The point of this passage is part of what is essential to understanding much of the ritual and practice of Judaism.  On Yom Kippur, no one can avoid seeing the self-deprivation that marks its observance.  Fasting for 25 hours with no food or drink or many other pleasures of life is an unpleasant thing to endure.

And yet, this passage makes clear that such observance is not really what God wants from us.  How ironic it is that we read this passage on such a day!  By this point in the service, most of us have had no water or food for 13 hours and we read that such affliction is not what God desires … and yet we keep fasting.

That irony underlies much of what we do as Jews.  It is rarely the case that the fast itself or what we eat or what sorts of attire we wear actually matters to God.  We observe these rules as laws unto themselves, but also as a way of being mindful in what we do.  I know that, for me, when I am fasting or wearing a kippah I am loathe to do anything wrong and strive to do more that is right.

And so, while I honor these mitzvot for their own sake, they are even more important because they help me to honor far more difficult and complicated mitzvot.  Fasting may seem difficult, but it can be done.  Repairing the world seems like an impossible task, but by doing things like fasting, it seems a little more possible and it certainly makes me mindful about my responsibility.

Written by JamesEJ

Sunday, September 19, 2010 at 3:36 pm

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שבת שלום

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שבת שלום! My apologies for not posting more this week. It has been a busy one and I have earned my Shabbat rest. I will, however, have a new post on Sunday.

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Friday, August 27, 2010 at 5:00 pm

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Kippah and tzitzit.

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One week ago today, I began wearing tzizit. Jewish men (as well as women who accept the mitzvot or Jewish laws) are required to wear garments with fringes on the corners. The fringes are the tzitzit and the garment is a tallit katan, or small prayer shawl. It is really just a rectangular piece of cloth with a hole that can serve as a collar. Mine are mesh fabric and are extremely breathable.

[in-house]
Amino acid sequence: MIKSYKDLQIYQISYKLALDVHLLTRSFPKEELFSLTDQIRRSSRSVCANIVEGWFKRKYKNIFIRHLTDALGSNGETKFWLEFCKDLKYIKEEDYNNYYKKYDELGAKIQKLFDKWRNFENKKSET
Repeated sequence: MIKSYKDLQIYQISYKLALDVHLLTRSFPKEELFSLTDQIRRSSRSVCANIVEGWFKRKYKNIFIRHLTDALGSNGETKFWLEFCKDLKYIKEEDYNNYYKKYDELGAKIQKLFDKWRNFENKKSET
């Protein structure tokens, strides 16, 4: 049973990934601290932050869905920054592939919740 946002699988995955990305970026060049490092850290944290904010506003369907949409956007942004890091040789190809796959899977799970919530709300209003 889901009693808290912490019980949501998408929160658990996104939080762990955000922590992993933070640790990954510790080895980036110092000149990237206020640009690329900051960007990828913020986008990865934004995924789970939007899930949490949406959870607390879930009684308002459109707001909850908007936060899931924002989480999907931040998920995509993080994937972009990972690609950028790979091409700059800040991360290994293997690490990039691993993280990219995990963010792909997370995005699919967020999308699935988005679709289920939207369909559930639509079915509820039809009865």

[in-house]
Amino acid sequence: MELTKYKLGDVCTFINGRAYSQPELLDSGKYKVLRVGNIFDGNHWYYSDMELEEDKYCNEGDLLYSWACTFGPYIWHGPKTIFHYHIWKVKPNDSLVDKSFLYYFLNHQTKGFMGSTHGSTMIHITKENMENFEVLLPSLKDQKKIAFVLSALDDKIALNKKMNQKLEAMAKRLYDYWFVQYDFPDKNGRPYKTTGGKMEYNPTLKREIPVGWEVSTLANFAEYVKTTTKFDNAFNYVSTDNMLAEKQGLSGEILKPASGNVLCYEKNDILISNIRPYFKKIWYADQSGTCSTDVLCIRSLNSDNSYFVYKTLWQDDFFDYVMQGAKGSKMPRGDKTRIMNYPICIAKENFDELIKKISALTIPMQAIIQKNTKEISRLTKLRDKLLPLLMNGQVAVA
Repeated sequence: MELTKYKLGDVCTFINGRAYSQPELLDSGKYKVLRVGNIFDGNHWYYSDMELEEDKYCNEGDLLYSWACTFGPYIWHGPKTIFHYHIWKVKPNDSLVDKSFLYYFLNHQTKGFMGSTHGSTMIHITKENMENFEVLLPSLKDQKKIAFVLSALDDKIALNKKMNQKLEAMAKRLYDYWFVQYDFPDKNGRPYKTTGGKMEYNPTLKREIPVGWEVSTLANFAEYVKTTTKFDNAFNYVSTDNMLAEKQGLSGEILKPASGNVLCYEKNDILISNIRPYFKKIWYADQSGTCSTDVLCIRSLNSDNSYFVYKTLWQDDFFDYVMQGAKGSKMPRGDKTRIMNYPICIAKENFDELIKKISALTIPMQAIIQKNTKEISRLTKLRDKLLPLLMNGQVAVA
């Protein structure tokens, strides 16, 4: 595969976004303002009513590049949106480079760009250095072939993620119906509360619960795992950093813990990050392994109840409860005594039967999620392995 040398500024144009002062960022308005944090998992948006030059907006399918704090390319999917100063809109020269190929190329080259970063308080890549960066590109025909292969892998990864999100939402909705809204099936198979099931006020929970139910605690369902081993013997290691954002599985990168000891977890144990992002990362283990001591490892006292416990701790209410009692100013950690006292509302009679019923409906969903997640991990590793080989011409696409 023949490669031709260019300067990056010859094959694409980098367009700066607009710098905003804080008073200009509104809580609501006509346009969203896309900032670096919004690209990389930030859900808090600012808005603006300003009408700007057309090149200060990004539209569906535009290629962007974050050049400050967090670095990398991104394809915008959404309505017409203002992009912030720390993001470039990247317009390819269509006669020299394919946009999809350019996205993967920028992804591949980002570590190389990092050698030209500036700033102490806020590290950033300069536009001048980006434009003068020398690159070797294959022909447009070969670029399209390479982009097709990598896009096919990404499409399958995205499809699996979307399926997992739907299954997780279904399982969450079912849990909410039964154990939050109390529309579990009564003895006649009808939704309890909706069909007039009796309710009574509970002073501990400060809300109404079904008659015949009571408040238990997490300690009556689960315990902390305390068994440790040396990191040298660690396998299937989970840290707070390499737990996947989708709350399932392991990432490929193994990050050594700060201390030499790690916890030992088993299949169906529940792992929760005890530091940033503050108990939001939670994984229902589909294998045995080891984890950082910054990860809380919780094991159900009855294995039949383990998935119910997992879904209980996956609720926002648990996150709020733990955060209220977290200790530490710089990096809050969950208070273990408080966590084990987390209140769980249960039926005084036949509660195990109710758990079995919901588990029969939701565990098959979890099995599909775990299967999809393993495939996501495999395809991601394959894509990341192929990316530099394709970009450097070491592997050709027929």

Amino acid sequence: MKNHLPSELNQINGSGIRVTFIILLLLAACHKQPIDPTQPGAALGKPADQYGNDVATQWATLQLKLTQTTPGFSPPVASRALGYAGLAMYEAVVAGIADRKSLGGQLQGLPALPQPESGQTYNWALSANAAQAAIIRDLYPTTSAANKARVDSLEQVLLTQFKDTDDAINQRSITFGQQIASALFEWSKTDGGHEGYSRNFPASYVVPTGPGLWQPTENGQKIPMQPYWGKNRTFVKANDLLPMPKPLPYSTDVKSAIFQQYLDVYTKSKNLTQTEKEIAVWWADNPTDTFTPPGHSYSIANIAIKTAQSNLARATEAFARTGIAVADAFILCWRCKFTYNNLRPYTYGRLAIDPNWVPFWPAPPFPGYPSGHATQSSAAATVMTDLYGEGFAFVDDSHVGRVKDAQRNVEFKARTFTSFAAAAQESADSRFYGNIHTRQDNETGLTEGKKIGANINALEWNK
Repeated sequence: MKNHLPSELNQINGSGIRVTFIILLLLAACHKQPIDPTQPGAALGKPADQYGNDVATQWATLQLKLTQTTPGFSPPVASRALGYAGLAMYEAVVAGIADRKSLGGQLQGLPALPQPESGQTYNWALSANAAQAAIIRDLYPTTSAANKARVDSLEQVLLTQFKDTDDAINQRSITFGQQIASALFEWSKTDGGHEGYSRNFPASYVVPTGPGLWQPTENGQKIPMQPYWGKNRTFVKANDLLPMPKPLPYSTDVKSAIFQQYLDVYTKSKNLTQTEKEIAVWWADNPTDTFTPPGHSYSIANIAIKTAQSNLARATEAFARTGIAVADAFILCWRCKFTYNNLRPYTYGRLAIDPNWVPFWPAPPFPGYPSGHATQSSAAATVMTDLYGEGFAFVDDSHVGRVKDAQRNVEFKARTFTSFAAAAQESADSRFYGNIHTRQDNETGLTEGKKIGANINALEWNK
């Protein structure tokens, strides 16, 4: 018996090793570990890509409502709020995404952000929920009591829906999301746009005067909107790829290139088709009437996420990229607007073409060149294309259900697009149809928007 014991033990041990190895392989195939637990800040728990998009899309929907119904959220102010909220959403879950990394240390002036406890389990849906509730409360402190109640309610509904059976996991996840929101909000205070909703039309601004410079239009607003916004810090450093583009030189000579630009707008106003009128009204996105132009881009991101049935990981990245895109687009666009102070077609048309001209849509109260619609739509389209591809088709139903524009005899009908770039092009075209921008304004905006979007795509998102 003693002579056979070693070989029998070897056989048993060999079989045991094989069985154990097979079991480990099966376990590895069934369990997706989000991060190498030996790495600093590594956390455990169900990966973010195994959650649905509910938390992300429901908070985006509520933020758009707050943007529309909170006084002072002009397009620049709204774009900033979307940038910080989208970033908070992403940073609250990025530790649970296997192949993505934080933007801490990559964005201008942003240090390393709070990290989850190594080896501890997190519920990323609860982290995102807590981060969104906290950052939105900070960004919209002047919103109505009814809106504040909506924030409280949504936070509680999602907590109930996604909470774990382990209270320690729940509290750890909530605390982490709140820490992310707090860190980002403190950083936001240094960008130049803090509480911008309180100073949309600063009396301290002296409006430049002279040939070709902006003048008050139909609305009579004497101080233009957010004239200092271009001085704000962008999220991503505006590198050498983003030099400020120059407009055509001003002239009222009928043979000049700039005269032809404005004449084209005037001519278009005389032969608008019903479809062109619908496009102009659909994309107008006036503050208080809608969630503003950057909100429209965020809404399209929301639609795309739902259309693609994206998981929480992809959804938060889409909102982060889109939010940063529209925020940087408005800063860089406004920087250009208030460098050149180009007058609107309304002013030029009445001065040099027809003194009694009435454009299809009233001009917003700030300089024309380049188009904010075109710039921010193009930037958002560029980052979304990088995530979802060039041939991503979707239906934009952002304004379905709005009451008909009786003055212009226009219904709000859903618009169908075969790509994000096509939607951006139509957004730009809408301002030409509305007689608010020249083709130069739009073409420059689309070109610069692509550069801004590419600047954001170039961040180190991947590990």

When I wear my tzitzit, I tuck them into my pants in the custom of the Sephardim. I don’t like to wear my piety outwardly because I do not pretend that my observance is at the level it ought to be.

I do not, however, always wear a kippah, or yarmulke, the small hat that observant Jews wear. If I have cause to wear one in public I do not remove it quickly, but I do not wear one for its own sake.

What many do not know is that, unlike the requirement of tzitzit, there is no general command in Jewish law, or halacha, to wear the kippah. One must wear it when praying or making a blessing, but it is not commanded at other times.

For me, the core issue is that I do not like public piety. Wearing a kippah is easy. Wearing tzitzit is easy. Following all the other mitzvot is not easy. Most people know that I am Jewish. If they think I am a good Jew, I want it to be because they see me perform mitzvot that are not easy. I don’t want it to be because of the outward symbols of piety.

Written by JamesEJ

Friday, August 6, 2010 at 9:46 am

Posted in judaism

Science and Judaism …

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Rabbi Natan Slifkin at the Bronx Zoo.

Rabbi Natan Slifkin at the Bronx Zoo.

… are absolutely compatible.  Mostly, that is because the Torah is not a science book.  Rabbi Natan Slifkin wrote an excellent book dealing with the subject and has an excellent blog.

Today, I had the wonderful privilege of receiving a tour of The Bronx Zoo led by Rabbi Slifkin, who is also known ans the Zoo Rabbi.  He does his tours of the Bronx Zoo about twice a year and occasionally visits other zoos to do tours as well.

If you ever have the opportunity, take it.  He is an entertaining and intelligent Rabbi who can tie together the issues that are relevant in science and Judaism.  The rationalist and scientist will be pleased with his presentation and will enjoy it if they enjoy hearing about how the natural world interacts with Judaism.

Written by JamesEJ

Sunday, August 1, 2010 at 4:48 pm

Posted in judaism